To file the depth gauges
  1. Remove the chain from the chainsaw and secure it in a vice.
  2. Use a depth gauge tool to check the height of each gauge.
  3. If the gauges are too high, use a flat file to carefully file them down to the correct height.

Filing each gauge evenly and consistently is essential to maintain the chainsaw’s balance and prevent the teeth from cutting too deeply.

2. File the Depth Gauges

It’s also crucial to file the depth gauges in the correct position. Each tooth has two depth gauges, one in front and one behind the cutting tooth. Be sure to first fill the gauges in the front of the tooth, followed by the gauges behind the tooth. This sequence will ensure that each tooth is filed correctly and evenly.

Filing the depth gauge is a simple process that can significantly improve your chainsaw’s cutting performance and reduce the risk of accidents. Filing the gauges regularly is essential, as they can become worn or damaged after just a few uses. By taking the time to maintain your chainsaw properly, you’ll enjoy safer, more efficient cutting and a longer lifespan for your chainsaw.

3. Engage the Chain Brake

Engaging the chain brake is critical in using a chainsaw safely and effectively. Before starting the chainsaw, you must engage the chain brake by activating the brake lever on the saw’s top handle.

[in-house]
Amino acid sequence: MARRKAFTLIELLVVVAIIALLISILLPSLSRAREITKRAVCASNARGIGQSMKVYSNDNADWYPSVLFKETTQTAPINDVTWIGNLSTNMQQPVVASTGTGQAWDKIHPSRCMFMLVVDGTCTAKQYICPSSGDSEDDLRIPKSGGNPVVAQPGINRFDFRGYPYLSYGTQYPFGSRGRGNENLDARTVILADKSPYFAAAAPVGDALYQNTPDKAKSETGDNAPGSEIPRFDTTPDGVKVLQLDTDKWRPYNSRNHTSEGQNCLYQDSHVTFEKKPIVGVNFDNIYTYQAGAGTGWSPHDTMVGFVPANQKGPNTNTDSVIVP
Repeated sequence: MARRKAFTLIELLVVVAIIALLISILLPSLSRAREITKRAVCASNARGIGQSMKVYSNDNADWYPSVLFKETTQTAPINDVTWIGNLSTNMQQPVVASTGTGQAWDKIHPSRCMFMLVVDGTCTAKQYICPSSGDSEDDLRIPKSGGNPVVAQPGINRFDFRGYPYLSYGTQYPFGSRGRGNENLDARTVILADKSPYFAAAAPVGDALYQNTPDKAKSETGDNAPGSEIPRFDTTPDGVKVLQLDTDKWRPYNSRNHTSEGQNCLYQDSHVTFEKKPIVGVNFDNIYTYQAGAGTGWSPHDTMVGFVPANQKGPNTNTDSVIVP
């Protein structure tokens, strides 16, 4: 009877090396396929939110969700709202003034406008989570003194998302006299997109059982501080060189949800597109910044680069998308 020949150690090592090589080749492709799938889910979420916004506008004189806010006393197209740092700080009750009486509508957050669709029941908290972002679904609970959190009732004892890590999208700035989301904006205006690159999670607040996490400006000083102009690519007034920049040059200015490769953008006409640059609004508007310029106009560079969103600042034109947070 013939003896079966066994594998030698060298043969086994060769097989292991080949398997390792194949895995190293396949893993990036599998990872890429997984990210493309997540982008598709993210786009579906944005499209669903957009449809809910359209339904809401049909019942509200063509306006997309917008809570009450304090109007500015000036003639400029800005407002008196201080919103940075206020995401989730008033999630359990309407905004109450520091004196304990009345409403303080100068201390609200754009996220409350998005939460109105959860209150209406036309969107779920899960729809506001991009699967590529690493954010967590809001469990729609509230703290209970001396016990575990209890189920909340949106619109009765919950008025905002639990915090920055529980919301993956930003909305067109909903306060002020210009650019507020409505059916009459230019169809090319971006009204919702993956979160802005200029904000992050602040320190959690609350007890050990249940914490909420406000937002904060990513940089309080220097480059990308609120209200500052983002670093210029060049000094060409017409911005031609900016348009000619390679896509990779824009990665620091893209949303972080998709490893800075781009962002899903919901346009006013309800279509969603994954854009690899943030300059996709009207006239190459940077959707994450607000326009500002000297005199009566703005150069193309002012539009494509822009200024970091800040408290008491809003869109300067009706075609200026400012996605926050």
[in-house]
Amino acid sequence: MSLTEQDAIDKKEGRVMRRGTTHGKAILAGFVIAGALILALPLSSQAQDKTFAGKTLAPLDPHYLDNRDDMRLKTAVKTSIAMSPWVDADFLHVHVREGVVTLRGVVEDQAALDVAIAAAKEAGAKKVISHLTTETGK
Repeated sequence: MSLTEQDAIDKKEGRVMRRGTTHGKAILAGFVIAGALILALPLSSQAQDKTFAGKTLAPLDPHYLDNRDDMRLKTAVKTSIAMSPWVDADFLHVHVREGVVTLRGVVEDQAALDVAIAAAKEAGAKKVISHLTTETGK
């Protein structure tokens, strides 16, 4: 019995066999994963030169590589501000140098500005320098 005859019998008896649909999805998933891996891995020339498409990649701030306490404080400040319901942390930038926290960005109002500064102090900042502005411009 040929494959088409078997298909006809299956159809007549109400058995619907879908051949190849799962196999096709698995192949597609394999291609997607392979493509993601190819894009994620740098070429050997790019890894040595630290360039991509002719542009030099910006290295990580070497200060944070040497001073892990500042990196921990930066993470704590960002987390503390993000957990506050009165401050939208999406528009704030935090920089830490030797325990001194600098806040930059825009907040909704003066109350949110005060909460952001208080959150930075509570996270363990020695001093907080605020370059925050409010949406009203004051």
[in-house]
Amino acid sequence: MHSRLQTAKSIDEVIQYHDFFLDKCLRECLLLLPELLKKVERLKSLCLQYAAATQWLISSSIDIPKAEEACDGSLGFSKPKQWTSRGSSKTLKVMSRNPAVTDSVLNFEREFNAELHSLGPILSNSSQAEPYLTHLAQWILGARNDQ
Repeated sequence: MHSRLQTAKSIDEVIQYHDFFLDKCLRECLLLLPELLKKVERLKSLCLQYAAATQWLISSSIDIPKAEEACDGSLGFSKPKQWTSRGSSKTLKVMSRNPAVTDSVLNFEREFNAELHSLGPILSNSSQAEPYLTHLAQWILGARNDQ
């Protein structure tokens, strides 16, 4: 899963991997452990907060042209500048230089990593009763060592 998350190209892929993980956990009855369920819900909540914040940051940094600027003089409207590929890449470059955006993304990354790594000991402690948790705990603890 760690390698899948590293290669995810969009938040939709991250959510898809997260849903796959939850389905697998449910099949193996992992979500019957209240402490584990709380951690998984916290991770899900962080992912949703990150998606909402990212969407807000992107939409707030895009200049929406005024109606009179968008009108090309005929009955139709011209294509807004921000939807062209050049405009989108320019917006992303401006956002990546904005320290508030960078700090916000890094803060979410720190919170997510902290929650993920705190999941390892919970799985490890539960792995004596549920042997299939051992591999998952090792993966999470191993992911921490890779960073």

To engage the chain brake, follow these steps:

  • Hold the chainsaw with both hands.
  • Use your thumb to press down the chain brake lever on the top handle. This lever is typically located in front of the throttle trigger.
  • While holding down the brake lever, pull the chain brake handle toward you until it clicks into place.
  • Release the brake lever slowly, making sure the chain is not moving.
  • Once the chain brake is engaged, the chainsaw’s chain should not move when you start the saw or during kickback.
  • If you notice the chain moving when the brake is engaged, stop the saw immediately and check for any issues with the brake system.

Remember to disengage the chain brake before starting to cut. This is typically done by pulling the chain brake handle away from you until it clicks into the disengaged position. 

4. Choke and Prime the Saw